Today there’s a prompt to show and tell: show the last photo I’ve taken, and tell the story behind that moment in time.
Yesterday I was passing the Civic library where I’ve worked casually as a tutor for a couple of years. There’s something in there that I’ve often wanted to photograph, but when I’m working I’m too busy for such an indulgence, though I sit gazing up at it while my student is busy with his writing exercises. Yesterday it wasn’t a work day, I had my camera, and I had time.
Here it is, my last photo. It’s of an artwork suspended from the library ceiling, a stripped down Vietnamese boat. The oars are long golden arms and hands pushing through the air, while a pair of eyes on the prow watches where the boat is going. The artist, Nerine Martini of Sydney, created the work during an artist residency in Vietnam in 2006 and has exhibited it in Vietnam on a lake (on a stand in the water) and at outdoor sculpture exhibitions in Sydney and Melbourne. The design of the Civic library is ideal for hanging a long object in the high-ceilinged space above the ground floor, up there at the mezzanine level where we can lean over the railing and look into the boat. The golden hands, each with a different gesture, reach out to the viewer; it was tempting to reach my own hand out to touch one. I didn’t.
It was an odd moment finally seeing the boat up close, as pleasurable as I expected it to be. But up on the mezzanine level where I took an earlier photo (see my header), as I leaned over the rail I was aware of a tutor at a table behind me teaching four students. I knew her. She was enjoying the interaction with her group, so I studied the boat for some moments and then I turned to her and quietly said “Hi, Jenny”. Although I have known her for five years, she looked at me blankly. I most uncomfortably interrupted her class to explain our connection as tutors. “Your face looks vaguely familiar,” she said.
I left the library feeling fulfilled but forgettable. Not so the rugged beauty of the Lifeboat.
We escaped to the beach on New Year’s Day (yesterday). I’ve spent every New Year of my life in Australia, and take the summer holiday mood for granted. But since I’ve been blogging I’ve seen countless photos of New Years from the other side of the world where it’s snowing and the trees are bare and people are indoors in front of a warming device.
As I sat on the beach watching holidaymakers do what relaxes them, I was struck by the difference in the world’s seasons.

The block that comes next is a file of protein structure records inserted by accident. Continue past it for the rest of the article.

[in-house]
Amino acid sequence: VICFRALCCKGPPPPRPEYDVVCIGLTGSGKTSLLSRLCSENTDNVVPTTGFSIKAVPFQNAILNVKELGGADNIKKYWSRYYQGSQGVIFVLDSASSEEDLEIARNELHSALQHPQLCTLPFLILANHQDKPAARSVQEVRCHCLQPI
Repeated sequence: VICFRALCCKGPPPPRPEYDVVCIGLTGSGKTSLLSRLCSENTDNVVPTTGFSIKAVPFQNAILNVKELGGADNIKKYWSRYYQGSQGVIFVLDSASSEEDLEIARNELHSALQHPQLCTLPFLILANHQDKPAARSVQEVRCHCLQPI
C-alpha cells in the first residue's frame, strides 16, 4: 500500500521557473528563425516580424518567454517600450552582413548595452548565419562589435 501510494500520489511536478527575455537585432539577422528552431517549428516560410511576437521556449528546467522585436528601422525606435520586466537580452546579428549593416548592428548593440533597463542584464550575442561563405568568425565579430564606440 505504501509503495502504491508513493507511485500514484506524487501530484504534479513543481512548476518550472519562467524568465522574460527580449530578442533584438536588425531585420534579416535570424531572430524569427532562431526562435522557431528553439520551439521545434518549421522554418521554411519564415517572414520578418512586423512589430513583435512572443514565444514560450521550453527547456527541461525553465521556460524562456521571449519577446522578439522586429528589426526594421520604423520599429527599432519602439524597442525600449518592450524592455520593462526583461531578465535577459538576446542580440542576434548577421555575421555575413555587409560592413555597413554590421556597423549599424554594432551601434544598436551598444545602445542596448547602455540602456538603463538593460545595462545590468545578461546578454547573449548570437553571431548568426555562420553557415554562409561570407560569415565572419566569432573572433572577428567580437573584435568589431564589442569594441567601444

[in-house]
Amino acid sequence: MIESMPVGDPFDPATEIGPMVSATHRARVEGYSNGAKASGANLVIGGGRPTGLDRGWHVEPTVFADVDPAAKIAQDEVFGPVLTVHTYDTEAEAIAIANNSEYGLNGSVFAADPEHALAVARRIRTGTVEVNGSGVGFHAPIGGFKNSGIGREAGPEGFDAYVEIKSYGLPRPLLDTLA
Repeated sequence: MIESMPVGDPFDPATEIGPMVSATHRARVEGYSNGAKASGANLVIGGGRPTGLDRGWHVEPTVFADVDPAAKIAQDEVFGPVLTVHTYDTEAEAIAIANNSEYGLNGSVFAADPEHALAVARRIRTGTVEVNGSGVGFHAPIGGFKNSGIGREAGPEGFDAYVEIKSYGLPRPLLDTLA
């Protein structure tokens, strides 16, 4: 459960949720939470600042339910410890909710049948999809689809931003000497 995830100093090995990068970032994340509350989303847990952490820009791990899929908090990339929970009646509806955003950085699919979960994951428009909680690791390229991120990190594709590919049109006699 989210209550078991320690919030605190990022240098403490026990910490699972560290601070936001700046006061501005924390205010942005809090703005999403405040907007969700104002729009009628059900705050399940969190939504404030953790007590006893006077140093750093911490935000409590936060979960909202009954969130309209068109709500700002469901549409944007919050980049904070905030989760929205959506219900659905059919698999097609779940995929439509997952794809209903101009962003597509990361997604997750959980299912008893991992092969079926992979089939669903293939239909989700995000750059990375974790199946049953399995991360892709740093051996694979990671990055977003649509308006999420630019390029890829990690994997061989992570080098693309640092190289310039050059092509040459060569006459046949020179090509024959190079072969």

On most New Year’s Days, good-weather days in the fullness of an Australian summer, there’ll be families and friends playing beach cricket (or football or volleyball…). Rubbish bins are the wickets, the bat and ball are bright plastic, easy to see against a sandy background.
Dogs on this beach are allowed off-leash. There were three running free, in and out of the water and in and out of the cricket game. The one standing in the shallow surf here, a hyperactive apricot poodle, tore up and down the beach and even ran right across the back of my legs as I lay peacefully reading Chekhov on the sand.
A few people messed about in kayaks, rowing out to the deeper water and back again, then putting them away beneath the trees.
But not everyone was having a good holiday. Someone on this beach had a disappointing Christmas-New Year and wrote about it in a five-page letter, stabbed it onto a sharp broken branch from where it worked its way loose and drifted down to the urine-soaked sand beneath this rocky overhang at the far end of the beach. I read the five pages, recognised the pain of unrequited love, and scattered them again beneath the tree. Together, he said, they had come this far, but she had kept moving and left him behind.
Would she one day (before the next high tide) stroll past this overhang, see his writing, and change her mind?
When we were weary of the beach, when we’d walked far across the rocks, far from cricketers and mad dogs, examined every rock pool and cooled our ankles in the clear water of several two-metre wide beaches formed between rocky outcrops, we went hunting for food. Long lines emerged from the popular fish and chip shops. But there was another choice; a longer walk brought us to a small restaurant, Blank Canvas, where for a couple of hours we sat at a table, enjoying fish and chips and this view between two gnarly trees.